It’s been three weeks since I last saw Smith. I think. Time has gotten fuzzy. “He didn’t even need a big paper” I mutter aloud, and then chide myself silently for forgetting where I am. I burrow deeper into the refuse under the shelter of the overpass. I wait for the drones to pass.
This is a really interesting format. I’m not used to microfiction, but I think I like it! And it might be something I have time for. 🙂
That said, now I’m worried that Distinguished Prof had severe undiagnosed iron deficiency.
Technically, microfiction would be under 100 words (there are markets taking 50- and 100-word stories, or exactly 53 words, or just 140 characters, or just 6 words, etc.). Flash fiction is generally under 1000 words. Our contest was for short-ish flash, but not really microfiction.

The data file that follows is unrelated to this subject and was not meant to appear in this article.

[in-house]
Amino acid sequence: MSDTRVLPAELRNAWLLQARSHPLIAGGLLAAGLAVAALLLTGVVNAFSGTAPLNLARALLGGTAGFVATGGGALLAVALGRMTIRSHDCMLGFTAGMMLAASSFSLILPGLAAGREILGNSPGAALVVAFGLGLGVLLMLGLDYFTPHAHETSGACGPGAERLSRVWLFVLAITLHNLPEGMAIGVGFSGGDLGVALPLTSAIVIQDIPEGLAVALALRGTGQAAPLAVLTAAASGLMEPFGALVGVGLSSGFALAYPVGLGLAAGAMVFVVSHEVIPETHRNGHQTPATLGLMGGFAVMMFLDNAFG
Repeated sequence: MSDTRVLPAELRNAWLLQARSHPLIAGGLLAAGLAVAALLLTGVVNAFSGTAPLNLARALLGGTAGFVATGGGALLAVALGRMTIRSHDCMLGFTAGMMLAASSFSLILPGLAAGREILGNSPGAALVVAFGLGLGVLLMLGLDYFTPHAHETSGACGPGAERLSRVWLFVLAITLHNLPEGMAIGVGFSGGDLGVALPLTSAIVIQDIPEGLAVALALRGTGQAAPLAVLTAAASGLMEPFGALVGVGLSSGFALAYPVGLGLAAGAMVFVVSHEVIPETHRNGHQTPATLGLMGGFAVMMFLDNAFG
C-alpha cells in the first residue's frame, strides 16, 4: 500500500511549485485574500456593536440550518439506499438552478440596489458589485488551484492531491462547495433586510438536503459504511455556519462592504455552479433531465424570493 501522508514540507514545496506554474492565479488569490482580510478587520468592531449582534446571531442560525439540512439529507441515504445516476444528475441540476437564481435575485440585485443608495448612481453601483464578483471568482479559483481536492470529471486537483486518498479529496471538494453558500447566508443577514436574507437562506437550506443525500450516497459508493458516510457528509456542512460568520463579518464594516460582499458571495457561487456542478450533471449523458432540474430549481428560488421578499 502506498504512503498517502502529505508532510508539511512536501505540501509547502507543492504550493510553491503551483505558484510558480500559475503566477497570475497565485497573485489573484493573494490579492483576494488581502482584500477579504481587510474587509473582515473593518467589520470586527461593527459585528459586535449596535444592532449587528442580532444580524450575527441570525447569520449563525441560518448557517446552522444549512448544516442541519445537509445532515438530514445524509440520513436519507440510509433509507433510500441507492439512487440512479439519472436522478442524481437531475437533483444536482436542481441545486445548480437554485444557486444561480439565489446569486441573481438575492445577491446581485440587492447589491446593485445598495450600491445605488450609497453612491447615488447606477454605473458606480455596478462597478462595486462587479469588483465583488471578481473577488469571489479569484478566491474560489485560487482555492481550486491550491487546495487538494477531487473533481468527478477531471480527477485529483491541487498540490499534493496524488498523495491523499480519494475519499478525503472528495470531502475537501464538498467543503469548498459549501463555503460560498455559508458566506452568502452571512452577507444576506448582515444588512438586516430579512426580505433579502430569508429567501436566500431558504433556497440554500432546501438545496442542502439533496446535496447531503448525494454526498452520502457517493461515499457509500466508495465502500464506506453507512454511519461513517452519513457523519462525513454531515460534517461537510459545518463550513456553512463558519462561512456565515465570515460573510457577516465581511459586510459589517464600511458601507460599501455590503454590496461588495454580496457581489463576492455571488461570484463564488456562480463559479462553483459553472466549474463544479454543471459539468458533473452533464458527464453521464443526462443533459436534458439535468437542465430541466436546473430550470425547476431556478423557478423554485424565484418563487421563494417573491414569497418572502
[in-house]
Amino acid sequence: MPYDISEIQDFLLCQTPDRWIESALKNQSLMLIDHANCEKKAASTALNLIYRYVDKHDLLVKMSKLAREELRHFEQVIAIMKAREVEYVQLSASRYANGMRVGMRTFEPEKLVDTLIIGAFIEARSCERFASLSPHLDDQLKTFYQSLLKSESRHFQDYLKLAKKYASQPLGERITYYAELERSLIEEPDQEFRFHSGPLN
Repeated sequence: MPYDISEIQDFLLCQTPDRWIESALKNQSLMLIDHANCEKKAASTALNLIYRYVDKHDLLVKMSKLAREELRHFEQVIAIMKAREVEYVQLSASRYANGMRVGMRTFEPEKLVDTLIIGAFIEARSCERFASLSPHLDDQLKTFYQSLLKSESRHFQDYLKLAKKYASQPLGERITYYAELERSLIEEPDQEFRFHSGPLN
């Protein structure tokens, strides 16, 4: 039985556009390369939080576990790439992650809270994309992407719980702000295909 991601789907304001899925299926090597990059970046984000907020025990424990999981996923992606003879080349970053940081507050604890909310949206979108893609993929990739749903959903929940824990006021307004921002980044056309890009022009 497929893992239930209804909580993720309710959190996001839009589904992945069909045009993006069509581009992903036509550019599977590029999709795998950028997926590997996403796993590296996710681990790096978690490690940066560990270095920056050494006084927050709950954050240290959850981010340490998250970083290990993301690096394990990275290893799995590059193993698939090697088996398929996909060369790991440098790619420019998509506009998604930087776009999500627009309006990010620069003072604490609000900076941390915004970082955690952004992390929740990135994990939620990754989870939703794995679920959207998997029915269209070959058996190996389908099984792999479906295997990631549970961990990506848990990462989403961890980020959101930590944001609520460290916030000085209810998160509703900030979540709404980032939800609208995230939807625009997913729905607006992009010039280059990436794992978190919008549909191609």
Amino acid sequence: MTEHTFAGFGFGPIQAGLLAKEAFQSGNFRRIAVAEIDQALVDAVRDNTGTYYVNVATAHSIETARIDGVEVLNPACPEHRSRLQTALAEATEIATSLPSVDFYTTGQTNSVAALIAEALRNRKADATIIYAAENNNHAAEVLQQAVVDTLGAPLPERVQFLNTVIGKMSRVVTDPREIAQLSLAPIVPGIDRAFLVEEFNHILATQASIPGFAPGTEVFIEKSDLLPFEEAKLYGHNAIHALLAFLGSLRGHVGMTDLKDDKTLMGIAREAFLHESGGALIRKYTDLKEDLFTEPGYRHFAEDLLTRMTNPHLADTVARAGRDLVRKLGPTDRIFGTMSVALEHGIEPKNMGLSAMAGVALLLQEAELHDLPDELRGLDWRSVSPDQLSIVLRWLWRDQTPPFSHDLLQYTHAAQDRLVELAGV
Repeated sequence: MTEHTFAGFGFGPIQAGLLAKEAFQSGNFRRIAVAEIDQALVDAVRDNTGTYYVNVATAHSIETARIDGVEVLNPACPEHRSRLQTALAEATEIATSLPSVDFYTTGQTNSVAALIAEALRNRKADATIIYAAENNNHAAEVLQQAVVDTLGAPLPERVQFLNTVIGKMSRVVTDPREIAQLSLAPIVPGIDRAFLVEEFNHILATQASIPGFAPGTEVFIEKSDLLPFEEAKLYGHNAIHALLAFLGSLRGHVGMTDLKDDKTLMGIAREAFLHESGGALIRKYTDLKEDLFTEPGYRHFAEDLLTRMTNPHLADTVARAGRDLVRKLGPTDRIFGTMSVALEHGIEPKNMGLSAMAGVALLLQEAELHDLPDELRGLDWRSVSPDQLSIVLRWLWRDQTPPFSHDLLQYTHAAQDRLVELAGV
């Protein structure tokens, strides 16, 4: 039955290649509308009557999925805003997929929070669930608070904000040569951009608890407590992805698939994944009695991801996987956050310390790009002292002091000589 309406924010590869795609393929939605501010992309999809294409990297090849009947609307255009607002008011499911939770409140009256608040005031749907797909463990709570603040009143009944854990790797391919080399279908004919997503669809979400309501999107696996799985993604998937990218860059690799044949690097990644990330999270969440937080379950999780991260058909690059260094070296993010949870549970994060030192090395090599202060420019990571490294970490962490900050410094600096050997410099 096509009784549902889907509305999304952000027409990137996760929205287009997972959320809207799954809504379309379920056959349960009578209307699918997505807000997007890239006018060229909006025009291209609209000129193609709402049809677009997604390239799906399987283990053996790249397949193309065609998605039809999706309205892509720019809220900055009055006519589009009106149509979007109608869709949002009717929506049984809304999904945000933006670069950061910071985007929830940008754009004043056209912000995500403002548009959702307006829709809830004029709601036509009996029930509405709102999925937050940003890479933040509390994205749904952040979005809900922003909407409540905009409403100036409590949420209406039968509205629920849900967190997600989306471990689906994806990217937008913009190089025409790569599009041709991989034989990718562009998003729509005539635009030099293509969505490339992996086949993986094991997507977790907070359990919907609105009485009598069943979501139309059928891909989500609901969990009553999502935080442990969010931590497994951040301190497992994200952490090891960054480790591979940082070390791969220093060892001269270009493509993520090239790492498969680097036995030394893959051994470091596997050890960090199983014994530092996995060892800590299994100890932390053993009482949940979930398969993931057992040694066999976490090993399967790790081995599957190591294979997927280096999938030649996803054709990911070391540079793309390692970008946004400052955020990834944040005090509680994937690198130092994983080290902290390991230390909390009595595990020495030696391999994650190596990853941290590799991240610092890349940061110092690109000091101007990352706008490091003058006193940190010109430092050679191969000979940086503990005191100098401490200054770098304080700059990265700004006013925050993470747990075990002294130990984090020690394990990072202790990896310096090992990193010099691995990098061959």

There are many places that publish good flash fiction, too many to list. These two provide a new flash every workday: Daily Science Fiction (speculative fiction) and Everyday Fiction (general fiction). For daily microfiction, check out 50-Word Stories (2 stories per day) or 101 Words.
Dear prof, Thanks for your concern. No it is not iron deficiency. Rather it is a bad habit developed over many years. As a result, I like my coffee in a paper cup much more than in a mug (mainly because of the paper taste).
I am not trying to derail the sweet discussions over milli-fictions (micro was up to 100 words). However, I think my condition has to do mainly with my love for the bitter taste. Now if you call that strange, let me share these two links with you: